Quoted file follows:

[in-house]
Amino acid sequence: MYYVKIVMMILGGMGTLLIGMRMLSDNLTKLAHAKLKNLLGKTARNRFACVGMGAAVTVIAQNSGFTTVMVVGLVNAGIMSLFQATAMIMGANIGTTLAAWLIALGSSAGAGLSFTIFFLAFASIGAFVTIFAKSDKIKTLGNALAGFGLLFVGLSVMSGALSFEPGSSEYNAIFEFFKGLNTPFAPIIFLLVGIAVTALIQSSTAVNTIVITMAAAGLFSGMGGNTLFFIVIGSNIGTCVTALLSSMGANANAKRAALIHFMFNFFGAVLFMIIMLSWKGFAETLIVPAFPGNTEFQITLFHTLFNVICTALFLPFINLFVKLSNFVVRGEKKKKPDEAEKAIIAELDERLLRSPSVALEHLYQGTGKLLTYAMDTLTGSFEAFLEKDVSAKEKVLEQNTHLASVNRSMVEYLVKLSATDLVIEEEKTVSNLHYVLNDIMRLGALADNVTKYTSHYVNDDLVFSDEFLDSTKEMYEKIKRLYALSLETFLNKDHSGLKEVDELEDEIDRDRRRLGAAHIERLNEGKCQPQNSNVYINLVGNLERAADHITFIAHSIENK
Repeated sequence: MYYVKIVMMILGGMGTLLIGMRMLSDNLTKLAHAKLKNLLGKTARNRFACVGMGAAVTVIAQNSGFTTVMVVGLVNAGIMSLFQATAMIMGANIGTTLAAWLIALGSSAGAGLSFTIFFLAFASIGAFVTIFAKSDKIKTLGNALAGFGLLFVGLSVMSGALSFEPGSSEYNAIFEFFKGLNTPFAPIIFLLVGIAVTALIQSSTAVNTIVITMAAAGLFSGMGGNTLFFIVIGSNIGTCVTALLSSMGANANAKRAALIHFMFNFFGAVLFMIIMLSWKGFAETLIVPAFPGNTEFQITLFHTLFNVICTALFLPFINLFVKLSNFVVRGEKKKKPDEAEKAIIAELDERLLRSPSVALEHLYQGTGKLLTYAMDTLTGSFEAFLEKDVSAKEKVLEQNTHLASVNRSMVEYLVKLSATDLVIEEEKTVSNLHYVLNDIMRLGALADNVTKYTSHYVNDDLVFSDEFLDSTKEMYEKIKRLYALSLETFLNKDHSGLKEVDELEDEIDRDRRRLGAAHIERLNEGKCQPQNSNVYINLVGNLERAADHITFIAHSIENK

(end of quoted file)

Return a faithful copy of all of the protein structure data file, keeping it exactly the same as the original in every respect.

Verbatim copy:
[in-house]
Amino acid sequence: MYYVKIVMMILGGMGTLLIGMRMLSDNLTKLAHAKLKNLLGKTARNRFACVGMGAAVTVIAQNSGFTTVMVVGLVNAGIMSLFQATAMIMGANIGTTLAAWLIALGSSAGAGLSFTIFFLAFASIGAFVTIFAKSDKIKTLGNALAGFGLLFVGLSVMSGALSFEPGSSEYNAIFEFFKGLNTPFAPIIFLLVGIAVTALIQSSTAVNTIVITMAAAGLFSGMGGNTLFFIVIGSNIGTCVTALLSSMGANANAKRAALIHFMFNFFGAVLFMIIMLSWKGFAETLIVPAFPGNTEFQITLFHTLFNVICTALFLPFINLFVKLSNFVVRGEKKKKPDEAEKAIIAELDERLLRSPSVALEHLYQGTGKLLTYAMDTLTGSFEAFLEKDVSAKEKVLEQNTHLASVNRSMVEYLVKLSATDLVIEEEKTVSNLHYVLNDIMRLGALADNVTKYTSHYVNDDLVFSDEFLDSTKEMYEKIKRLYALSLETFLNKDHSGLKEVDELEDEIDRDRRRLGAAHIERLNEGKCQPQNSNVYINLVGNLERAADHITFIAHSIENK
Repeated sequence: MYYVKIVMMILGGMGTLLIGMRMLSDNLTKLAHAKLKNLLGKTARNRFACVGMGAAVTVIAQNSGFTTVMVVGLVNAGIMSLFQATAMIMGANIGTTLAAWLIALGSSAGAGLSFTIFFLAFASIGAFVTIFAKSDKIKTLGNALAGFGLLFVGLSVMSGALSFEPGSSEYNAIFEFFKGLNTPFAPIIFLLVGIAVTALIQSSTAVNTIVITMAAAGLFSGMGGNTLFFIVIGSNIGTCVTALLSSMGANANAKRAALIHFMFNFFGAVLFMIIMLSWKGFAETLIVPAFPGNTEFQITLFHTLFNVICTALFLPFINLFVKLSNFVVRGEKKKKPDEAEKAIIAELDERLLRSPSVALEHLYQGTGKLLTYAMDTLTGSFEAFLEKDVSAKEKVLEQNTHLASVNRSMVEYLVKLSATDLVIEEEKTVSNLHYVLNDIMRLGALADNVTKYTSHYVNDDLVFSDEFLDSTKEMYEKIKRLYALSLETFLNKDHSGLKEVDELEDEIDRDRRRLGAAHIERLNEGKCQPQNSNVYINLVGNLERAADHITFIAHSIENK